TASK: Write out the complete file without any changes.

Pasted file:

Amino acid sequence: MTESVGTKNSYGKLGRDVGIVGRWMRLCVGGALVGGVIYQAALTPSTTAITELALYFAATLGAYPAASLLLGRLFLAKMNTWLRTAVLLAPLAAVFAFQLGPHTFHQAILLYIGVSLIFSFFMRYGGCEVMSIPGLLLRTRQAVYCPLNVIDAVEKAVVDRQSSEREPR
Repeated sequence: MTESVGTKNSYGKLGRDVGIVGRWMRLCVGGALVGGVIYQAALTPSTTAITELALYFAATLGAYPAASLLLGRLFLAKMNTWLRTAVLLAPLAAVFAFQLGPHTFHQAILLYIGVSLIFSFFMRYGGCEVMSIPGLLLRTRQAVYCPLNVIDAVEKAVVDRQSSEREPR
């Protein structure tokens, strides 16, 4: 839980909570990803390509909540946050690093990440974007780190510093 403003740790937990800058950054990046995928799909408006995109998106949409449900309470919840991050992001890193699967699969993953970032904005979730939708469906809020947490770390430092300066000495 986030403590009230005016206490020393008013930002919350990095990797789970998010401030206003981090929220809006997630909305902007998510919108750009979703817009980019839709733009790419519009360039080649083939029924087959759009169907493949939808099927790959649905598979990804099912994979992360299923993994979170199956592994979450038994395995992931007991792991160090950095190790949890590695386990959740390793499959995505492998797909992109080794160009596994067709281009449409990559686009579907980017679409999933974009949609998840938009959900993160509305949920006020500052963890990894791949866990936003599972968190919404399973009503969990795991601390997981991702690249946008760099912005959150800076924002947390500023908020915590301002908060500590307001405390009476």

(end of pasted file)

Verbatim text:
Amino acid sequence: MTESVGTKNSYGKLGRDVGIVGRWMRLCVGGALVGGVIYQAALTPSTTAITELALYFAATLGAYPAASLLLGRLFLAKMNTWLRTAVLLAPLAAVFAFQLGPHTFHQAILLYIGVSLIFSFFMRYGGCEVMSIPGLLLRTRQAVYCPLNVIDAVEKAVVDRQSSEREPR
Repeated sequence: MTESVGTKNSYGKLGRDVGIVGRWMRLCVGGALVGGVIYQAALTPSTTAITELALYFAATLGAYPAASLLLGRLFLAKMNTWLRTAVLLAPLAAVFAFQLGPHTFHQAILLYIGVSLIFSFFMRYGGCEVMSIPGLLLRTRQAVYCPLNVIDAVEKAVVDRQSSEREPR
């Protein structure tokens, strides 16, 4: 839980909570990803390509909540946050690093990440974007780190510093 403003740790937990800058950054990046995928799909408006995109998106949409449900309470919840991050992001890193699967699969993953970032904005979730939708469906809020947490770390430092300066000495 986030403590009230005016206490020393008013930002919350990095990797789970998010401030206003981090929220809006997630909305902007998510919108750009979703817009980019839709733009790419519009360039080649083939029924087959759009169907493949939808099927790959649905598979990804099912994979992360299923993994979170199956592994979450038994395995992931007991792991160090950095190790949890590695386990959740390793499959995505492998797909992109080794160009596994067709281009449409990559686009579907980017679409999933974009949609998840938009959900993160509305949920006020500052963890990894791949866990936003599972968190919404399973009503969990795991601390997981991702690249946008760099912005959150800076924002947390500023908020915590301002908060500590307001405390009476």